Hours away from the iconic coastlines of the Pacific Northwest, the Yakima Valley in central Washington is one of the most vibrant agricultural centers across the entire country, home to more than 30 distinct varieties of fruits and vegetables. Yakima is perhaps most well known as the de facto capital of American hops; approximately three-quarters of all hops grown in the U.S. originate in the Yakima Valley. Local beer makers don’t let this natural resource in their backyard go to waste, making it easy to say that every Yakima brewery is worth your time and attention.
There are few places with bigger footprints in American craft beer than Yakima. The vast majority of iconic New World hops—Citra, Amarillo, Cascade, Mosaic, Simcoe and many more—are grown right in the heart of Yakima Valley.
Beyond the area’s hop production, Yakima’s first brewery started operations in the early 1980s. In the time since, brewery and hop farm trails have popped up across the region, making the area a destination of unique indulgence for craft beer enthusiasts.
You’ll want to stretch your legs a good bit when you visit Yakima. The valley is a gorgeous expanse of colorful farmland blanketed by lush, climbing steeps that has to be seen to be believed. To help you get around and make the most of your time in Yakima, we’ve put together a helpful guide of Yakima breweries, restaurants and interesting sites you need to check out during your stay.
BEST YAKIMA BREWERIES
Check out this list to help you find your new favorite Yakima brewery.
Where the Hop Heads Go
No area in the world has the embarrassment of riches that Yakima enjoys with its plentiful hop farms. Hop bines dot the countryside and produce classic hop varietals, alongside new and experimental hops that have yet to made available to the general public. Simply put, every brewery in the Yakima Valley has an IPA worth checking out solely because of their availability to fresh hops.
But if you want to taste beers made with the absolute freshest hops possible, only a few other breweries can stack up to what Bale Breaker Brewing Company pours out of its taproom. The family-owned brewery was built on a site adjacent to Loftus Ranches, the family farm that produces apples, cherries and, of course, hops.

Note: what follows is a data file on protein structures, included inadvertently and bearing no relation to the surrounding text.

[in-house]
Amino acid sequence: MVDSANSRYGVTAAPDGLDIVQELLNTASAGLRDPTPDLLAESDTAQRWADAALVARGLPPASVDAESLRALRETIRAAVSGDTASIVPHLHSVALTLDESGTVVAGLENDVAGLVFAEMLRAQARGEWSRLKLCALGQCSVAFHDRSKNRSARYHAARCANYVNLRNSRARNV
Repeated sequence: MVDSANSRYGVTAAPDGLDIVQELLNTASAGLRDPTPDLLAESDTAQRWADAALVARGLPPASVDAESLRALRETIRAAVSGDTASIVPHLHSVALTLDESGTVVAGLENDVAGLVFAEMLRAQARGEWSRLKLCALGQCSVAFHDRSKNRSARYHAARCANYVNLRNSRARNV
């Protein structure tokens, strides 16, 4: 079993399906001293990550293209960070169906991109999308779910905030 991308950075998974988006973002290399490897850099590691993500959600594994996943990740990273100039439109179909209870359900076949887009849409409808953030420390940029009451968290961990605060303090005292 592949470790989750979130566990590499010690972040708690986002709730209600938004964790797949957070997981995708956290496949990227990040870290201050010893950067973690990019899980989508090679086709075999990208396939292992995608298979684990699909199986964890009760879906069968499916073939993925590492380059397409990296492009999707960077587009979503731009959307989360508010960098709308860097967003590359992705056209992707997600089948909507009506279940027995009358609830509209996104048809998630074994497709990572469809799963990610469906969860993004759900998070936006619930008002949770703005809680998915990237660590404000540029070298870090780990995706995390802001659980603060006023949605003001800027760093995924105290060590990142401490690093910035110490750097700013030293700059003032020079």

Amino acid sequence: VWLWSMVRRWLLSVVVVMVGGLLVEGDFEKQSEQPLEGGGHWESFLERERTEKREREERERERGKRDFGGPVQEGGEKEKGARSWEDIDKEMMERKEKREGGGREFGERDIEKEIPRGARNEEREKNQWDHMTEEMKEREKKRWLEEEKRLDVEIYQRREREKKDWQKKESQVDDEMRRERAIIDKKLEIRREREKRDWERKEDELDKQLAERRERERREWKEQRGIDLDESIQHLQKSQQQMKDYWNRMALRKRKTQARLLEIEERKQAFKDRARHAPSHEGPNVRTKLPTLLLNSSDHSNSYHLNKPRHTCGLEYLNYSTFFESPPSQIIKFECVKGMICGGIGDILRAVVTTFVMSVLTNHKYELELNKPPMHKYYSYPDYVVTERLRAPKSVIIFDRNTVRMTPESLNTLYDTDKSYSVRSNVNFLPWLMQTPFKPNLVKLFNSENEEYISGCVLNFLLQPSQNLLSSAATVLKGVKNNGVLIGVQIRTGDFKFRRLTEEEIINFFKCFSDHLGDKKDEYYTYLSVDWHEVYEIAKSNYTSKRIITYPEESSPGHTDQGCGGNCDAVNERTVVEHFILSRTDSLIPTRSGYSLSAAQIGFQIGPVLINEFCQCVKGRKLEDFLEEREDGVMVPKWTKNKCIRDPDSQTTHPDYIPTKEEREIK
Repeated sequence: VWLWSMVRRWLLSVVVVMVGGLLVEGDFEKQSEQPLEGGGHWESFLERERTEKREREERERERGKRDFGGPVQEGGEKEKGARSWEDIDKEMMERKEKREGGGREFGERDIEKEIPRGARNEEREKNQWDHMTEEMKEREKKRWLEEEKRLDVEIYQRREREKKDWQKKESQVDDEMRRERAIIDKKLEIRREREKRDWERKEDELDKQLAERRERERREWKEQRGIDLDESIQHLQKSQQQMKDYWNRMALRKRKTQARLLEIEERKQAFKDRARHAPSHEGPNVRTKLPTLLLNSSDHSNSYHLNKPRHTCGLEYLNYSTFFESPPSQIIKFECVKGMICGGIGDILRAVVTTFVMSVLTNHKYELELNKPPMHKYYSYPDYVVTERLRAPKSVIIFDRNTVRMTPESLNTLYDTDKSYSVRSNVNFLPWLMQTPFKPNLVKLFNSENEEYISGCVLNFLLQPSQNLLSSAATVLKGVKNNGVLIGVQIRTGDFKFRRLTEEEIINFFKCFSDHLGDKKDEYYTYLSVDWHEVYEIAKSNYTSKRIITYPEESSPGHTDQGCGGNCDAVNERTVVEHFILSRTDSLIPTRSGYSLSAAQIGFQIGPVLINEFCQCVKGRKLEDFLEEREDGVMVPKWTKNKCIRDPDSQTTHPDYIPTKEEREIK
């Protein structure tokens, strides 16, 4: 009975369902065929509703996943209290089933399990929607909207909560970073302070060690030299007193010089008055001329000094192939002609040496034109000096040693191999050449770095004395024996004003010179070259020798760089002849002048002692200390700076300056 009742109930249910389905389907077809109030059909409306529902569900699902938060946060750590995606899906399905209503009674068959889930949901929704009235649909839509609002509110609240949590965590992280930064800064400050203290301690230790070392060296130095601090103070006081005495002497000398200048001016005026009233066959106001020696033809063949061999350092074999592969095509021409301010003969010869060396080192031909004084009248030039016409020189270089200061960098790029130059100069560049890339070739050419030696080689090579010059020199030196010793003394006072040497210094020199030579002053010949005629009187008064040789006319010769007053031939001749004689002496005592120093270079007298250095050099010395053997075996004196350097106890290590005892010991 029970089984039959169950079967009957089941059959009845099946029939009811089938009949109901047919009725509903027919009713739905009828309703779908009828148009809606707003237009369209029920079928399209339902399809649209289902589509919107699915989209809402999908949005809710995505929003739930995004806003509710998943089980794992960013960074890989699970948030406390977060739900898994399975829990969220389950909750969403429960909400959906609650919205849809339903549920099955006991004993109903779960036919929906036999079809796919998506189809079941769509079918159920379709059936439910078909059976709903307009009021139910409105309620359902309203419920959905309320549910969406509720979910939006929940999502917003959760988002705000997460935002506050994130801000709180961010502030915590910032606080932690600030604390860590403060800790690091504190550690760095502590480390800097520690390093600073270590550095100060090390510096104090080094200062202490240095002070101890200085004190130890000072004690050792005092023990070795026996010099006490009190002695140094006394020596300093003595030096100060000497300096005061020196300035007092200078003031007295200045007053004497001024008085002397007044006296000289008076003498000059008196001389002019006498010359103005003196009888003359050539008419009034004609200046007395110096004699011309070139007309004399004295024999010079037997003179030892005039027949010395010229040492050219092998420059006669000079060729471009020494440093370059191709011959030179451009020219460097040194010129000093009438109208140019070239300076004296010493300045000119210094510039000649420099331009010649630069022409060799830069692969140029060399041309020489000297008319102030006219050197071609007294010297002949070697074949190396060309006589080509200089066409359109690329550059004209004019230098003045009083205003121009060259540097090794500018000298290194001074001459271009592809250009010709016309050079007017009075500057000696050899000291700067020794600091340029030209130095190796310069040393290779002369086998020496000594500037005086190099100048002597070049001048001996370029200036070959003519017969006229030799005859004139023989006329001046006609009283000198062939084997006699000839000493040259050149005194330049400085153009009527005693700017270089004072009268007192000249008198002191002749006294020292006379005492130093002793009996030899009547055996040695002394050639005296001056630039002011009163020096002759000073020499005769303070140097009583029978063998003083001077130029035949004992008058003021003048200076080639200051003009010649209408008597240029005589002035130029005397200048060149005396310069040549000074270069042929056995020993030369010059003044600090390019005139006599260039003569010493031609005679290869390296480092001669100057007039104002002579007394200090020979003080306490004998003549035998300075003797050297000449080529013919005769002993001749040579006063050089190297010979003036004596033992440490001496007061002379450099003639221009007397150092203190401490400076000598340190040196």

Hops from Loftus Ranches are processed and used to brew fresh IPAs, pale ales and other hop-forward beers at Bale Breaker Brewing Company. The brewery says its hops travel just 4 minutes from farm to kettle.
Which beer should you pick up at Bale Breaker Brewing Company? Our recommendation is to find anything on tap (or in a can) that was wet hopped or anything that contains fresh hops. You’ll find those beers in spades at this brewery.
Bale Breaker Brewing Company even has a “Homegrown Beer Series” that features brews made entirely from ingredients—hops and grains—sourced on Loftus Ranches.
Drinks With a View
No matter when you visit Yakima, the valley is a wondrous landscape painted with trailing vineyards, livestock and colorful fruit orchards. Even when you’re out on brewery trails, you’ll want to take a moment to sit back and soak it all in.
That’s when Cowiche Creek Brewing should come in to play for you. The brewery has a huge outdoor space where visitors get to sit back and soak in the sweeping hills of neighboring farms. Cowiche Creek Brewing takes full advantage of its space and brings in live music to complement the brewery’s atmosphere.
Don’t skip out on Cowiche Creek Brewing’s draughts, though. Like other Yakima breweries, Cowiche Creek Brewing has plenty of fresh hop IPAs on tap, to go along stouts, session beers and even ciders.
Where to Find the Best Seasonal Releases
One stark advantage to operating a brewhouse smack dab in the middle of hop country is you can utilize the nearby farms to tinker around with fresh ingredients. Few breweries do that better than Wandering Hop Brewery.